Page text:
Sharon Saarinen, Alana's Mum to be, was found to have mitochondrial disease so she received a donation or transplant of healthy mitochondria from a volunteer.

Sharon Saarinen then had a "Test Tube" conception with Paul Saarinen's sperm. That then lead to a healthy embryo and a healthy baby Alana Saarinen. Technically this made Alana a baby with 3 parents – her nuclear DNA came from her Mum and Dad and 1% of donated mitochondrial DNA from the donor.

According to her mother Alana is a healthy and normal child and the operation or procedure a very rare one.

According to the Wiki "The United Kingdom became the first country to legalize the procedure after the Parliament and House of Lords approved The Human Fertilisation and Embryology (Mitochondrial Donation) Regulations[11] in February 2015, to come into force on 29 October 2015."

As to whether this will prove to be a far sighted and pioneering innovation or just s short sighted technical fix remains to be seen.

Nurture Your Mitochondria

Want to make your bones stronger or boost your immune system against flu? Then you can do that simply by taking extra vitamin C which will help with both goals and you can always fight flu even more with familiar and effective herbs such as, Echinacea or Black Elder.

Want to turbo charge those mitochondria and make them even mightier? We can do that too and here's how…

There are several nutrients known to protect and optimise mitochondrial function. The obvious one is CoQ10 also called ubiquinol. Dose depends on your whole health picture but 100 mg is a typical dose and a good supplement for all of us to take routinely.

Then we come to the energy vitamins which we call B Complex. Several of the B vitamins help with the process of extracting energy from our food and so boost the ability of the mitochondria to work well.

Carnitine is something more associated with body building but it does help nutrients to get into mitochondria and it also takes out the trash after wards, something not always called cellular detox but that is what it is.

A good high quality multi – not a bargain basement one- will then give the body all the important minerals it needs. Minerals such as Iodine, Magnesium and Zinc.

O and I nearly forgot to mention it – to get the most out of your mitochondria you need to help yourself to a super healthy selection of foods – it's called the Mediterranean diet and it has keep millions of people healthy for hundreds if not thousands of years.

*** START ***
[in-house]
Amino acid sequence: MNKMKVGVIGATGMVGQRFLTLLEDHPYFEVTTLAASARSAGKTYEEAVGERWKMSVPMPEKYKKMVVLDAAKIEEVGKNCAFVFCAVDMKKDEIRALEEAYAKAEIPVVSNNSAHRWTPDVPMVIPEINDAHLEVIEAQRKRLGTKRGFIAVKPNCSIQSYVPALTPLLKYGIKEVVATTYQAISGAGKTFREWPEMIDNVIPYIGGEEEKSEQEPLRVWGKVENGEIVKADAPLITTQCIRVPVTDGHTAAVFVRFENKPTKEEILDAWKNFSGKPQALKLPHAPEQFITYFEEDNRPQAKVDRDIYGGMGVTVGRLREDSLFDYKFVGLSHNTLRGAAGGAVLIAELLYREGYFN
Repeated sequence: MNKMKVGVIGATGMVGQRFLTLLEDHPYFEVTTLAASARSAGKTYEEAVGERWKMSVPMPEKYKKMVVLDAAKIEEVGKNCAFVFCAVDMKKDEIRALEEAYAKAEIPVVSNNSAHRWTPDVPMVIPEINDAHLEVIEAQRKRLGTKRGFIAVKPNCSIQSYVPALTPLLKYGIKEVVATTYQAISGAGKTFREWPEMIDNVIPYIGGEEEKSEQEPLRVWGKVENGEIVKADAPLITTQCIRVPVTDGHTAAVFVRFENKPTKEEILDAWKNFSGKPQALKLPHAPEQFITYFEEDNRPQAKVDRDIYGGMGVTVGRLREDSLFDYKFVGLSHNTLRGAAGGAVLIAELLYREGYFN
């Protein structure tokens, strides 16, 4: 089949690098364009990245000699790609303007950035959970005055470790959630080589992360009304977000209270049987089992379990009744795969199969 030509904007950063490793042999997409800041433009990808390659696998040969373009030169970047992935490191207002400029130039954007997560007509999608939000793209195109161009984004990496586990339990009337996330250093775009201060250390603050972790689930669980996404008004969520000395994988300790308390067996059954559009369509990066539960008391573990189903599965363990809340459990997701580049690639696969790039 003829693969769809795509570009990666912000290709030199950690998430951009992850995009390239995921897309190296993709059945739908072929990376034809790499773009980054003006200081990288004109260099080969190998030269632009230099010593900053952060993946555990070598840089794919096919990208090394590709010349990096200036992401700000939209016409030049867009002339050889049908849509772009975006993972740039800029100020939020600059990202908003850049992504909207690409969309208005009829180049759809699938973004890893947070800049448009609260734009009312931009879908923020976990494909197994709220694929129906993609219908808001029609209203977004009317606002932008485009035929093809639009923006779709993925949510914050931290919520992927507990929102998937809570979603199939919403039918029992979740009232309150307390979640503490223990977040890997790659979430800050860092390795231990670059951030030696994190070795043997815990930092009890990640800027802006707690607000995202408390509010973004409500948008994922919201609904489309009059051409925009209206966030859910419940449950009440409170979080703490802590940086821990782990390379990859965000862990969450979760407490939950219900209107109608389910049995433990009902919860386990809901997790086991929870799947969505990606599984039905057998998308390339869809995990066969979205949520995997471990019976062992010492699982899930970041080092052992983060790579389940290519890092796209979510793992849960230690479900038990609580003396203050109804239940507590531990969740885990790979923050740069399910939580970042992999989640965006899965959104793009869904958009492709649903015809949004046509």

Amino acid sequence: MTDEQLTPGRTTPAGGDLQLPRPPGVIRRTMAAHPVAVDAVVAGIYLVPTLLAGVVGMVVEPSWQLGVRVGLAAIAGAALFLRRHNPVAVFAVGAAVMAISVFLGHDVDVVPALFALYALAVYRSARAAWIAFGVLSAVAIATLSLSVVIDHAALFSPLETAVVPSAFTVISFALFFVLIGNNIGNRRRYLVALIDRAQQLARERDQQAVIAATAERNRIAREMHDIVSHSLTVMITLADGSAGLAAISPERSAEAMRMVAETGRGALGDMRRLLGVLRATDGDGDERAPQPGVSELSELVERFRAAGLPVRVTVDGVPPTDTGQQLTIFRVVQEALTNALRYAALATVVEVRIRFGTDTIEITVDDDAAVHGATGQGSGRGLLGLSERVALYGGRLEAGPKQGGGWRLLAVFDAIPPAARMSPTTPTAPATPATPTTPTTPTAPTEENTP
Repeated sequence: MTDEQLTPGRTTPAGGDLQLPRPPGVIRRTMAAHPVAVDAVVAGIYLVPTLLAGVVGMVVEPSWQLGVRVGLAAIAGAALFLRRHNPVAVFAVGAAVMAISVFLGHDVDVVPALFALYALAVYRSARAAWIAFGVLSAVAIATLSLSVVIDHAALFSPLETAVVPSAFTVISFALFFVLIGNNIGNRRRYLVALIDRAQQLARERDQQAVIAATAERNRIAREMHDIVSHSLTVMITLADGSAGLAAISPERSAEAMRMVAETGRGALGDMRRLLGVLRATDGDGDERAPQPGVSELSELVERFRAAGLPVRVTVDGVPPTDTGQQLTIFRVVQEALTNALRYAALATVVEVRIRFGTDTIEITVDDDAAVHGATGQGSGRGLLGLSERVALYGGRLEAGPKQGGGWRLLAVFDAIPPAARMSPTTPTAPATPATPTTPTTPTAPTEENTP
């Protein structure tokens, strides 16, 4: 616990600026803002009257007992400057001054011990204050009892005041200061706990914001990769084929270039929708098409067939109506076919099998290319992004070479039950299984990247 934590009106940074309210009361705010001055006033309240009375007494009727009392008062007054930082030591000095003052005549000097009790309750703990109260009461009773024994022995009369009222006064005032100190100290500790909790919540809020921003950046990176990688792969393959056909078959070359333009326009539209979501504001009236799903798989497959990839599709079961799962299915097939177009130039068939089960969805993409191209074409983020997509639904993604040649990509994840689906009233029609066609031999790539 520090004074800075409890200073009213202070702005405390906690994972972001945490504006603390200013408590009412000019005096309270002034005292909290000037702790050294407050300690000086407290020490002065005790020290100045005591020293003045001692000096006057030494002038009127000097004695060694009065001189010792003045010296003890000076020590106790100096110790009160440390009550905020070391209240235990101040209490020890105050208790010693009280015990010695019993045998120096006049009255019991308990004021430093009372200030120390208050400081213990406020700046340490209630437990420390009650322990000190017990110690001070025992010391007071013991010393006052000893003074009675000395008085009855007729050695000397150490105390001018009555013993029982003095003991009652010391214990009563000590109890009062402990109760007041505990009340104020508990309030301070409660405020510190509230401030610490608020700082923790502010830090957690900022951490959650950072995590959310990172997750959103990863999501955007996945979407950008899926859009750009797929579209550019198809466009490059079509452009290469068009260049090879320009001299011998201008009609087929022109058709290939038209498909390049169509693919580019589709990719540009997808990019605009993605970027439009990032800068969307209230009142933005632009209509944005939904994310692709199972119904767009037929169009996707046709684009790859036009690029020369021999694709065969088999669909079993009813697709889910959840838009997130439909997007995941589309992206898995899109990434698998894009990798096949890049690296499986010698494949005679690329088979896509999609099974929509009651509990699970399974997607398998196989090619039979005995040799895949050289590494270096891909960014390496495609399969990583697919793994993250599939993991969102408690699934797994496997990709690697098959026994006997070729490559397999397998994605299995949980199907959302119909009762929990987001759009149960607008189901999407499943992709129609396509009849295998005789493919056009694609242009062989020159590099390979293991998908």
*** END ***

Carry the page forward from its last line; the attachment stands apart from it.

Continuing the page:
Lastly we come to exercise…

Exercise Your Mitochondria

You know the phrase, "Use it or lose it"? It's true about muscle strength, brain acuity and it's true about mitochondria too.

Exercise make demands on the body. Weight bearing exercise stimulates bones to make them stronger and all exercise pushes us beyond our normal range of activity and breathing and we have to grow and expand to cope with that.

Exercise stimulates the body to produce more mitochondria where ever demanded and with more mitochondria we have more energy and a greater ability to cope with whatever is thrown at us.

And in spite of so much publicity given to aerobic exercise it is high intensity exercise that is the most effective.

Just a few minutes of high intensity exercise 3 times a week will outperform longer periods of aerobic exercise but the key is to exercise not dither about what type – walk jog run lift weights, use your body weight but do please exercise and make your loyal and hardworking mitochondria even mightier.

We've heard of the amazing technology of the mitochondrial donation as a breakthrough but we can help ourselves now without waiting for scientists and more discoveries.

We can help to optimise our mitochondria with better diet and anti-oxidants as mentioned above and good old exercise too.

Our health is partially a matter of genes but mostly it is our decisions and our lifestyle that make a biggest impact on our life and health.